The whole Newtown Creek thing causes me to spend a lot of time traveling back and forth to Greenpoint. Famously, I walk everywhere, and one of my regular routes (from Astoria) carries through the neighborhood of Blissville. Named for Greenpoint’s Neziah Bliss, the place was originally meant to be a sort of utopian workers community which would eschew liquor and sin – a very 19th century idea. That didn’t work out, mainly because of Calvary Cemetery getting dropped into the middle of the town.
It was because of Calvary, however, that St. Raphael’s Roman Catholic Church was built on what was then Greenpoint Avenue at the corner of Borden. Borden is now the Long Island Expressway, but Greenpoint Avenue and the church are still there.
35-20 Greenpoint Avenue is where you’ll find it.
The Lutheran church at 1255 Bushwick Avenue that had been destined for this awkward residential conversion will now become a new seven-story building. Issac & Stern Architects are designing the 32-unit building with 21,897 square feet of residential space, according to new building applications filed last week. The building will also have 16 underground sparking spaces. St. Marks Evangelical Lutheran Church sold the property to Brookland Capital’s Boaz Gilad in June for $1,950,000, according to public records. No demolition permits have been filed for the two-story church or its adjacent school building.
Neighbors have been trying to save Boerum Hill’s Church of the Redeemer since the summer of 2012, when the diocese announced its plans to demolish the Gothic Revival structure at 24 4th Avenue. Unfortunately, it seems like the site is destined for high-rise condos. The church is moving forward with plans to sell the property for $17,000,000, according to Carolynn DiFiore Balmelle of the East Pacific Street Block Association.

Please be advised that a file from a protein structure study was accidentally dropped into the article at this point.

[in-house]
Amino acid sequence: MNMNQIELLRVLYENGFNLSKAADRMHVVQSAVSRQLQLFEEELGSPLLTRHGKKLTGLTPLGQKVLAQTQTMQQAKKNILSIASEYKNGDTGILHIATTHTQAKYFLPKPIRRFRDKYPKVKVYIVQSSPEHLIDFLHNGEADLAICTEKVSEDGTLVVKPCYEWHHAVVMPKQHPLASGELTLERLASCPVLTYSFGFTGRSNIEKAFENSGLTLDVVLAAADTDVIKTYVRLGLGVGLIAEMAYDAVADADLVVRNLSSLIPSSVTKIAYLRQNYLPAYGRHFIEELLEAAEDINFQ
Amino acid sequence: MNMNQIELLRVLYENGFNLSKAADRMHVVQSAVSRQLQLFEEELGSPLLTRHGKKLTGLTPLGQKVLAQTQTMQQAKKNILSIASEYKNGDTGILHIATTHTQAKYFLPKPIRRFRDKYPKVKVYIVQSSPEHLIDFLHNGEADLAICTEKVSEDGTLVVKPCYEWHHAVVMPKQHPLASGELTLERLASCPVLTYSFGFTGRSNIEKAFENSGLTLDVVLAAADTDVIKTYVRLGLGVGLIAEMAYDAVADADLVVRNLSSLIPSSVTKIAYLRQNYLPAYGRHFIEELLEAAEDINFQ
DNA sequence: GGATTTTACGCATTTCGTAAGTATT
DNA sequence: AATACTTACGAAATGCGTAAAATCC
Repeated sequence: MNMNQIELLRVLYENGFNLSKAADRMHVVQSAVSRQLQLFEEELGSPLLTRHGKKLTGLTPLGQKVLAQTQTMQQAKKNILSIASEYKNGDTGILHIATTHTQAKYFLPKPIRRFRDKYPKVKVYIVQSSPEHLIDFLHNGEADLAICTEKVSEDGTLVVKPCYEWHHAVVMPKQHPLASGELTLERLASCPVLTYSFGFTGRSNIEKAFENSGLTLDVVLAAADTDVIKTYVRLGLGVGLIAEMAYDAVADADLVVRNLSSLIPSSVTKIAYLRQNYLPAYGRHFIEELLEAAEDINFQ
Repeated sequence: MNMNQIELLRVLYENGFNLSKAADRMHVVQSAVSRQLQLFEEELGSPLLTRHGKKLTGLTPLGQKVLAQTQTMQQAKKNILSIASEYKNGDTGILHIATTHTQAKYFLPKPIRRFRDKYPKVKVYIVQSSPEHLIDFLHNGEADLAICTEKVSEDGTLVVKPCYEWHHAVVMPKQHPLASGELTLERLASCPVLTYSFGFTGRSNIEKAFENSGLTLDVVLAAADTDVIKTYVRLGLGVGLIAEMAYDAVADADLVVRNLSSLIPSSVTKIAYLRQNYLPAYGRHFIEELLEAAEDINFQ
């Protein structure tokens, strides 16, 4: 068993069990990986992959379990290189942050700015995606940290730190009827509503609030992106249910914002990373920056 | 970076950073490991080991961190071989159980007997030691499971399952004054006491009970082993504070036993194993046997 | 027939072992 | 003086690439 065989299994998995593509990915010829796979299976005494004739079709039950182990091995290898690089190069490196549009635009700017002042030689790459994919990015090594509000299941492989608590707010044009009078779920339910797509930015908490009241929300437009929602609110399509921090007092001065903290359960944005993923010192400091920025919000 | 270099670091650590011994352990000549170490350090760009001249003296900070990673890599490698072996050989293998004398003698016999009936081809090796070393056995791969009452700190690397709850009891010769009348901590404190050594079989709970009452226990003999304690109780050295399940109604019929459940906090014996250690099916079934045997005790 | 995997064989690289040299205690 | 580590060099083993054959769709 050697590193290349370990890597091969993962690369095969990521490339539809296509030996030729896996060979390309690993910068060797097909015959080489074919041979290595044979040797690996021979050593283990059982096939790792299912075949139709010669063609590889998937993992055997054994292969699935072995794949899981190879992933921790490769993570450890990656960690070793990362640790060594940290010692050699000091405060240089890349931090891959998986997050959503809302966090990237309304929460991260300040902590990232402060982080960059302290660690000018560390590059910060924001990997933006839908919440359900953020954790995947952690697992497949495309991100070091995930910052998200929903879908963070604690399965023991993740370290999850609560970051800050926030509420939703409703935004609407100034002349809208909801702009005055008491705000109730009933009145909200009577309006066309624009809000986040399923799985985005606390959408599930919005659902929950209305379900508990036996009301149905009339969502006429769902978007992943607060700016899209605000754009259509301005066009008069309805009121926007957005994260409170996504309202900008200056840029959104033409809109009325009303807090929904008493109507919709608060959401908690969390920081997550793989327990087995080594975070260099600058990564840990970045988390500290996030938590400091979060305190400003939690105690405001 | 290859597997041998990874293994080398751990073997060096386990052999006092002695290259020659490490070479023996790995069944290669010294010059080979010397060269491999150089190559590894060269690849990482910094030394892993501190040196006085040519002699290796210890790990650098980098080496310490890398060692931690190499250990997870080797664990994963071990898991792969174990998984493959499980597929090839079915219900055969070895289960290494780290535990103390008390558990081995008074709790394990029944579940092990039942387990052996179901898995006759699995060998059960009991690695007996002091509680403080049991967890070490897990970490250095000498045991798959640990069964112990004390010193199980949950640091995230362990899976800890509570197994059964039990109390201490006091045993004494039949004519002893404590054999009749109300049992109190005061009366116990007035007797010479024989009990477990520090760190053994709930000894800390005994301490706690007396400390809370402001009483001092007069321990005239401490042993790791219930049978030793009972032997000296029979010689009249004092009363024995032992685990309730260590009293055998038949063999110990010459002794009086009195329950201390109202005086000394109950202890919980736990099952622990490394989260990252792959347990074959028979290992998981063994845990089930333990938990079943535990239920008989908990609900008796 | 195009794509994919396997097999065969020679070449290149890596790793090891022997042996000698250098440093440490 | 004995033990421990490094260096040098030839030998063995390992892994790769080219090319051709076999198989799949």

Halstead will market the large property, she said, which allows up to 70,000 buildable square feet. (We saw a preliminary flier for the property, although there’s not yet a listing online.) However, the diocese requires that anyone who develops the land has to set aside 22,000 square feet for the church. They’re looking for a developer to build an eight- to 10-story condo building with possible ground floor retail.
The East Pacific Street Block Association had presented the diocese with an alternative to demolishing the 127-year-old church: A restorer could restore the building at no cost to the church and hand back all the retail space to them. Even though they could charge an annual rent of $400,000 for the space, church officials have resisted restoring the building, because they say it would take $4,000,000 in repairs to get it back to good condition, she said.
Yesterday we reported on a similar deal to demolish a historic theater and replace it with a private residential development that would include space for the church that last owned the building. At least five other churches in Brooklyn are currently being razed or converted to residential apartments — three in Crown Heights and two in Bushwick.
Can 4th Avenue’s Church of the Redeemer Be Saved? [Brownstoner]
Demolition Slated for 4th Ave’s Church of the Redeemer [Brownstoner]
Building of the Day: 24 Fourth Avenue [Brownstoner]
Photo by Nicholas Strini for PropertyShark
Founded in 1879 by German Catholics, St. Joseph Roman Catholic Church is clad in the yellow Kreischer brick typical of the south eastern section of Astoria which borders Woodside and Sunnyside. It’s found on 30th Avenue between 44th and 43rd Streets, and if you live anywhere near it, you’re familiar with its bells.
A massive complex, the church also maintains a parochial school and (or, used to maintain) domestic residences for both priests and nuns.